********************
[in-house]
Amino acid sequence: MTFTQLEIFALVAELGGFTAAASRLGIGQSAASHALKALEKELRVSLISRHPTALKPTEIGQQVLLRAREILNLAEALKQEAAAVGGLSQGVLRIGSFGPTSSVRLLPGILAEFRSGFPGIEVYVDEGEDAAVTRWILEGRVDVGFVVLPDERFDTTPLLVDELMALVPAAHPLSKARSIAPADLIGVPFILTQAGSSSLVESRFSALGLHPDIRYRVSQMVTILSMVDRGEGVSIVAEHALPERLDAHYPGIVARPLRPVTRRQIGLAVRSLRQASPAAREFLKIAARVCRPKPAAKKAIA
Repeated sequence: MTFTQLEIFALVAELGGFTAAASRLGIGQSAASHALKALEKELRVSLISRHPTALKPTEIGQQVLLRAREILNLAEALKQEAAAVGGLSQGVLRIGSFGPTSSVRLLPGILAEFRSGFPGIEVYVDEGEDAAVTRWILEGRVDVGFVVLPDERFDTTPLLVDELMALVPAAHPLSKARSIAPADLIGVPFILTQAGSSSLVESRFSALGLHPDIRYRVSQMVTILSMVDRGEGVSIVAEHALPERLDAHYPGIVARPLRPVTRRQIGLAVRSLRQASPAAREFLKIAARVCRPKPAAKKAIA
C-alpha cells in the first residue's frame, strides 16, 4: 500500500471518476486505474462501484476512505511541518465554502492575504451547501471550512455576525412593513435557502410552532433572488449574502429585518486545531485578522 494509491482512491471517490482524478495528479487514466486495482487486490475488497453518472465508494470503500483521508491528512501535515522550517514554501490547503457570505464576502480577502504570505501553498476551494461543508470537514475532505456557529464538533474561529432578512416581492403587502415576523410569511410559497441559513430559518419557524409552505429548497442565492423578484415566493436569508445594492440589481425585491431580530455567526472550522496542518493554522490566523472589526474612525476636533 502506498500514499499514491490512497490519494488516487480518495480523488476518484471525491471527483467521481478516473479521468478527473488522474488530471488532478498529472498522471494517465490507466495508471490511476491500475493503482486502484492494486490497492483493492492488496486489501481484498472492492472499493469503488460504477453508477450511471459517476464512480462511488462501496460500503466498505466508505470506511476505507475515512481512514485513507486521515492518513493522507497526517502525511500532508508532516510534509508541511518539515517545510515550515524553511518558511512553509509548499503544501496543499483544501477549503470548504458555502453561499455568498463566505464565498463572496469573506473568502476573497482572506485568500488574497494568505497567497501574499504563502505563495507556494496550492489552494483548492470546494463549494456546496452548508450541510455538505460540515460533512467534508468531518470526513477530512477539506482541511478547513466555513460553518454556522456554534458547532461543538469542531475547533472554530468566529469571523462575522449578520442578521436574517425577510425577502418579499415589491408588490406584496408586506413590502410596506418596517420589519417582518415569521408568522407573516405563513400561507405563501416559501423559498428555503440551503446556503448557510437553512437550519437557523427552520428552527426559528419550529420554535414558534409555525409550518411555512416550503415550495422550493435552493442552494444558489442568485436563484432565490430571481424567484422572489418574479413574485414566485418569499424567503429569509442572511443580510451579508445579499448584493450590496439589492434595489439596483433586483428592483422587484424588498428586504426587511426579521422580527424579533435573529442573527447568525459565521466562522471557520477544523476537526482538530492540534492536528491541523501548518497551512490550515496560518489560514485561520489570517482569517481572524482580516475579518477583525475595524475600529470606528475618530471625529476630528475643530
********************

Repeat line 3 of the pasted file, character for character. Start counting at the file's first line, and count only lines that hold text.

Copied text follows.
Repeated sequence: MTFTQLEIFALVAELGGFTAAASRLGIGQSAASHALKALEKELRVSLISRHPTALKPTEIGQQVLLRAREILNLAEALKQEAAAVGGLSQGVLRIGSFGPTSSVRLLPGILAEFRSGFPGIEVYVDEGEDAAVTRWILEGRVDVGFVVLPDERFDTTPLLVDELMALVPAAHPLSKARSIAPADLIGVPFILTQAGSSSLVESRFSALGLHPDIRYRVSQMVTILSMVDRGEGVSIVAEHALPERLDAHYPGIVARPLRPVTRRQIGLAVRSLRQASPAAREFLKIAARVCRPKPAAKKAIA